In physical therapy school, they taught me that "objective" test findings are those not colored by patient bias.
We ask the patient for their "subjective" report that we, as medical experts, need to validate through the diagnostic process.
But, "objective" tests may be biased also.
X-rays are commonly referenced to illustrate the difficult dichotomy between "soft", subjective data and "hard", objective data.
When we make decisions we would like to have the high quality data, and then, if possible, consider other, lower quality data.
In diagnosing an x-ray, radiologists decision making is made up of two parts: Perception and Cogniton.
Perception is the physicians' eyesight, image quality, stage of pathology, training, experience, and possibly the prevalence of the condition in the population. These are all well-measured factors that we train in medical school, certify by government agencies or enforce through legal practice standards.
Cognition is less well-measured. Cognition varies by individual and, within individuals, cognition varies by time of day, mood, fatigue, knowledge of other patient factors, stress, time frame of the decision, setting of the physician and other "soft" factors.
Radiologists and X-ray Findings
Radiologists have a difficult job. In one study of mammography, their inter-observer reliability was only 48%. That's "moderate".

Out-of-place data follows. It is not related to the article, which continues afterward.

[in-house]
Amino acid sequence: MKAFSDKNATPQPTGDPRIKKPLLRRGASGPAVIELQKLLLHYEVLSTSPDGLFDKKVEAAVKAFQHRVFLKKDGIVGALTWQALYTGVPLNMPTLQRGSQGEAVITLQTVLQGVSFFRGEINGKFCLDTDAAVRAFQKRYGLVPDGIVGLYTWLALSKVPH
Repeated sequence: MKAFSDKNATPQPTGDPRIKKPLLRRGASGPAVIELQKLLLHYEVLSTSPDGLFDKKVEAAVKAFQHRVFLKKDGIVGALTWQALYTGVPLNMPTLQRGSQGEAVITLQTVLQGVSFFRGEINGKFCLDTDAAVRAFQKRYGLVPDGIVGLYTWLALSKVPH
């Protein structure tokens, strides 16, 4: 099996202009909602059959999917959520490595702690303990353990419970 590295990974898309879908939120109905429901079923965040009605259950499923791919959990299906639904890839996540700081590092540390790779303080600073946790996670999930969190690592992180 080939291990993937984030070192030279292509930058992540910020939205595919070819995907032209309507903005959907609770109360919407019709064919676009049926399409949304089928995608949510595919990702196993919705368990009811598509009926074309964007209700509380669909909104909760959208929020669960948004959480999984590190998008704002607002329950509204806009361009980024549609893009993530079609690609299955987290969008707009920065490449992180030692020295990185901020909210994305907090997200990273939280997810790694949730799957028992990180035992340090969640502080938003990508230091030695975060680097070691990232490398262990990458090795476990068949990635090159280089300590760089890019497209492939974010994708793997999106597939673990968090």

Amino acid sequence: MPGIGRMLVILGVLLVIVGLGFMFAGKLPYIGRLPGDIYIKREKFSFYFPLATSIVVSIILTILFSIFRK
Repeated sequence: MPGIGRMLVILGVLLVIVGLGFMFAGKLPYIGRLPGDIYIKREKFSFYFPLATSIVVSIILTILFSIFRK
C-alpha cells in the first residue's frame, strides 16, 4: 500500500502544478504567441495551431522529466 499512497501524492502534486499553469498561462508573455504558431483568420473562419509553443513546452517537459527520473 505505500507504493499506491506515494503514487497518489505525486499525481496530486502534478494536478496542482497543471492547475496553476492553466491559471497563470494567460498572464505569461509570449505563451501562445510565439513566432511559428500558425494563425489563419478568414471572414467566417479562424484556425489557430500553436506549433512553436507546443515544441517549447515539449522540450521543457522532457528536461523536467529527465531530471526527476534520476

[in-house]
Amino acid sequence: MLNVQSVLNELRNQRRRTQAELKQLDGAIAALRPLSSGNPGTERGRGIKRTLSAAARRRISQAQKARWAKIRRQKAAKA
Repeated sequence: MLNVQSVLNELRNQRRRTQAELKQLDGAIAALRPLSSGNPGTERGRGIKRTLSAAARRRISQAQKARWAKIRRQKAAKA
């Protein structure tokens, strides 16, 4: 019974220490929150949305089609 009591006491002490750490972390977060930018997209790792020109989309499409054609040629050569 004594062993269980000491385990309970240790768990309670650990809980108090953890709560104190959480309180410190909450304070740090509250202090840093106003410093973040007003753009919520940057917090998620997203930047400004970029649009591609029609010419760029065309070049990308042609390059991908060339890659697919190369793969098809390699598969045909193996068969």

See this Medscape slideshow of difficult-to-interpret X-ray images of the lung.
Slide 13 of Easy-to-Miss Findings on Chest Radiographs shows a wedge thoracic compression fracture that can be missed on x-ray imaging.
A newly published decision rule by Henschke enables physical therapists to screen for vertebral fractures without the need for expensive and irradiating images.
Slide 14 of Can't Miss Critical Findings on Plain Chest Radiography shows a pulmonary emboli that broke off from a deep vein thrombosis in the leg.
"Of note, most chest radiographs are normal in patients with a pulmonary embolism".Physical therapists can detects thrombotic blood formations before they turn into a hard-to-catch, deadly emboli using Well's criteria that will find blood clots with greater sensitivity that a physician's clinical intuition.
Physical Therapists' Findings
Even commonly used physical therapists' tests traditionally described as "objective" are less than helpful. Commonly used tests taught to orthopedic manual therapists for sacro-iliac dysfunction and SLAP tears have little predictive value.
In some cases, a negative test may be able to rule out the condition but cannot confirm the diagnosis. Physical Therapists Chad Cook and Eric Hegedus have written this excellent book to clarify some of the issues surrounding diagnostic accuracy.
However, some "subjective" tests are reliable most of the time. Consider that the test-retest reliability of the Oswestry Disablement Index is 0.99. Almost perfect.
In the proper selection of "objective" physical therapy tests and measures patient bias seems to be less likely than clinician bias.